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‘Dune’ Sandworms, Definitively Ranked

Warning: spoilers ahead for Dune: Part Two

In Denis Villeneuve's Dune universe, sandworms loom over all. They're honored and feared, like God and the devil in one. When they're seen in all their phallic, toothy glory, they're terrifying. When they're not seen, they're somehow even scarier.

In 2021's Dune, the worm is more of a horror story than anything. A boogeyman (boogeyworm?) of the desert plain of Arrakis, slithering below its rolling sandy hills with an insatiable need to chomp on anything it can suck into its black vortex of death. Despite their magisterial presence, the sandworms are only on screen for about a minute and a half in the first Dune—elusive queens. But when it comes to Dune: Part Two, they're everywhere. Big ones, small ones, baby ones, ancient ones—it's a worm party and we're all invited. Jump on board!

With the release of Dune: Part Two, our cups runneth over (with worms). We may not know their names or motivations, hopes, dreams or desires (other than bingeing), but we now have more of a sense of who they are—they’re sand deities who roam as much as rule the desert floor. It could be man's greatest folly to rank his gods, but we are willing to take that risk. Here is the definitive ranking of all the sandworms in Dune.

7. The worm that Stilgar rides (Dune: Part Two)

Remember in the middle of Dune: Part Two when Javier Bardem's Stilgar shouts "Cowabunga, dude" and gives Paul the shaka while carving some major sand on the back of a worm? OK, that doesn't happen, but it may as well have. As Timothée Chalamet’s Paul contemplates his worthiness as a member of the Fremen, he sees Stilgar in the distance seemingly having the time of his life on the back of a sandworm. We only see the worm for a quick flash, hence its low ranking on this list, but its brief appearance does raise some very important questions: Where is he going? Is recreational worm-riding like this just how the Fremen pass the time between Harkonnen attacks? For all the talk of these animals requiring our utmost respect and reverence, this one seemed pretty happy to be taken for a joyride across Arrakis. I don't know—these worms might be chiller hangs than we realize.

6. The worm that Chani rides to escape Paul (Dune: Part Two)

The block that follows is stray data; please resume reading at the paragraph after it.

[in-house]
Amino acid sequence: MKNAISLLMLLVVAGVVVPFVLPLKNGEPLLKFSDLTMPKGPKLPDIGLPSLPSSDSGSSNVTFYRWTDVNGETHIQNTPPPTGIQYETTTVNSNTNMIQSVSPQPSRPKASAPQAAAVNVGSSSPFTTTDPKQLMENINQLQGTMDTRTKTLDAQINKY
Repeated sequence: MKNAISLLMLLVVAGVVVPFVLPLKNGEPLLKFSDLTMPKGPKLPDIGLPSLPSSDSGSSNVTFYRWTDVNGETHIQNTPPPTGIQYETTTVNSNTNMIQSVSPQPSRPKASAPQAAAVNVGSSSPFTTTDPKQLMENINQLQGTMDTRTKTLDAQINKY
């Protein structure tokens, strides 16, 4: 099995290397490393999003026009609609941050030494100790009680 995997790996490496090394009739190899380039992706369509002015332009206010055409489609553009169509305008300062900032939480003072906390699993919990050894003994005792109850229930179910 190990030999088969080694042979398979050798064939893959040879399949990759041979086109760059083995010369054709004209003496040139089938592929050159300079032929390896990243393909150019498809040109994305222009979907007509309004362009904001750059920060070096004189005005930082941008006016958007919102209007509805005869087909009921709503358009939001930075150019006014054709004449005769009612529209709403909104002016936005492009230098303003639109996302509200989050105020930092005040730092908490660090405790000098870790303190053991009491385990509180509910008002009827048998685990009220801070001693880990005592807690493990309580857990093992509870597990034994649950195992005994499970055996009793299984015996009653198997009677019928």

To paraphrase Taylor Swift, nothin' good starts on a getaway worm. At the end of Dune: Part Two, Chani (Zendaya) abandons the victorious Fremen after it becomes clear that Paul is actually pretty bad news. We've all been there—our boyfriend agrees to marry another woman in front of us after he turns out to be a megalomaniacal dictator-in-training with delusions of grandiosity fed to him from the fetus inside his insane mother's womb. Classic. It's a lot, so Chani summons a worm, whips out her hooks and jumps on its back, like she's hailing a cab and telling the driver to ‘just drive’. It’s a power move, and one dripping in so much uncertainty. But we get it—sometimes you just need to hitch a ride on the nearest prehistoric entity and get TF out of Dodge. Props to this particular worm for being a girl's girl and helping bestie escape a toxic situation.

5. The Very Hungry Sandworm (Dune: Part One)

Talk about making an entrance. The first time we see the magnificent worms of Denis Villeneuve's Dune universe is when one is making a beeline to chow down on a succulent spice harvester. From above, we see the sand contort into a swirl as everything gets sucked into the miles-long, fanged circumference of the sandworm's mouth (big ‘us at the Pizza Hut buffet' energy). It provides just enough context in that moment to tell us, yes, we should absolutely fear these beasts, but it does feel like we’re slightly being edged by the worm. It is, in all seriousness, one of the most epic sequences of Dune's first installment, and one that perfectly captures the awe-inspiring fear that comes with these bad boys wriggling below the surface waiting to feast at any moment.